AB - OBJECTIVE: Dietary n-3 polyunsaturated fatty acids, including eicosapentaenoic acid (EPA) and docosahexaenoic acid (DHA), prevent insulin resistance and stimulate mitochondrial biogenesis in rodents, but the findings of translational studies in humans are thus far ambiguous. The aim of this study was to evaluate the influence of EPA and DHA on insulin sensitivity, insulin secretion, and muscle mitochondrial function in insulin-resistant, nondiabetic humans using a robust study design and gold-standard measurements. RESEARCH DESIGN AND METHODS: Thirty-one insulin-resistant adults received 3.9 g/day EPA+DHA or placebo for 6 months in a randomized double-blind study. Hyperinsulinemic-euglycemic clamp with somatostatin was used to assess hepatic and peripheral insulin sensitivity. Postprandial glucose disposal and insulin secretion were measured after a meal. Measurements were performed at baseline and after 6 months of treatment. Abdominal fat distribution was evaluated by MRI. Muscle oxidative capacity was measured in isolated mitochondria using high-resolution respirometry and noninvasively by magnetic resonance spectroscopy. RESULTS: Compared with placebo, EPA+DHA did not alter peripheral insulin sensitivity, postprandial glucose disposal, or insulin secretion. Hepatic insulin sensitivity, determined from the suppression of endogenous glucose production by insulin, exhibited a small but significant improvement with EPA+DHA compared with placebo. Muscle mitochondrial function was unchanged by EPA+DHA or placebo. CONCLUSIONS: This study demonstrates that dietary EPA+DHA does not improve peripheral glucose disposal, insulin secretion, or skeletal muscle mitochondrial function in insulin-resistant nondiabetic humans. There was a modest improvement in hepatic insulin sensitivity with EPA+DHA, but this was not associated with any improvements in clinically meaningful outcomes.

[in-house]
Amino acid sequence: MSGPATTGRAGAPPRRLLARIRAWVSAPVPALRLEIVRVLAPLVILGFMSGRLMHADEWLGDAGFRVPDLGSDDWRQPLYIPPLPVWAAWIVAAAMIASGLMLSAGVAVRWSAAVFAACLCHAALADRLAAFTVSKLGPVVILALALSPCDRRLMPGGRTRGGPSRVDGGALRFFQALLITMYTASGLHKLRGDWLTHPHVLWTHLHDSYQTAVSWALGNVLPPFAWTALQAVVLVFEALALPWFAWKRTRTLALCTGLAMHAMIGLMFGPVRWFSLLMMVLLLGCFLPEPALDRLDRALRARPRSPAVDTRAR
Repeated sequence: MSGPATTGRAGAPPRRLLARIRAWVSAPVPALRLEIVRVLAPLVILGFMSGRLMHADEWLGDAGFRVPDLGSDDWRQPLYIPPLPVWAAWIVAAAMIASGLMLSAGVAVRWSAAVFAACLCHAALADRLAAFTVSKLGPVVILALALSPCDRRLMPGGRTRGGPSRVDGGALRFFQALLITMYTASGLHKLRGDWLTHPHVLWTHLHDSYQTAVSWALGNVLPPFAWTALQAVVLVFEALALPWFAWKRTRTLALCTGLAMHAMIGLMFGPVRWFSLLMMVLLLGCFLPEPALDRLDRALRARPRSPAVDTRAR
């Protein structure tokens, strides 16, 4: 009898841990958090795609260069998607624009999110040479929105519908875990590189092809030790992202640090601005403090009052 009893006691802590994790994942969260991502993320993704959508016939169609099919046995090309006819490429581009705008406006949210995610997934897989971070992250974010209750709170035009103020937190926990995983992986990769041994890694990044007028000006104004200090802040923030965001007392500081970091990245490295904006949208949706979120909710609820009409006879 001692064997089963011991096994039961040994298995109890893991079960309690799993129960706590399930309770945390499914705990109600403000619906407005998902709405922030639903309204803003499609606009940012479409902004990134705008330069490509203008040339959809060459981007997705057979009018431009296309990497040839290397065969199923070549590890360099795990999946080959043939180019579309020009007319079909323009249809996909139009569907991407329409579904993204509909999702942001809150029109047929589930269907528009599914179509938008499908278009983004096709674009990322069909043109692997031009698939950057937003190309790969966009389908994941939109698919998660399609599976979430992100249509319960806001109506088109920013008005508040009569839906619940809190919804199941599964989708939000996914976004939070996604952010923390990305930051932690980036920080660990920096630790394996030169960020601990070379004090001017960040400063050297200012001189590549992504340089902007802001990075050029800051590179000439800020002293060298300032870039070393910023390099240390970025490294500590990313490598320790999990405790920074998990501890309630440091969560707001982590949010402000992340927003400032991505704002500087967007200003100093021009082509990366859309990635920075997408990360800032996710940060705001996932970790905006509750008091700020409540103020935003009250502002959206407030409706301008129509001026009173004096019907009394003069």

UR - http://www.scopus.com/inward/record.url?scp=84958597386&partnerID=8YFLogxK

UR - http://www.scopus.com/inward/citedby.url?scp=84958597386&partnerID=8YFLogxK

U2 - 10.2337/dc14-3101

DO - 10.2337/dc14-3101

M3 - Article

C2 - 25852206

AN - SCOPUS:84958597386

VL - 38

SP - 1228

EP - 1237

JO - Diabetes Care

JF - Diabetes Care

SN - 1935-5548

IS - 7

ER -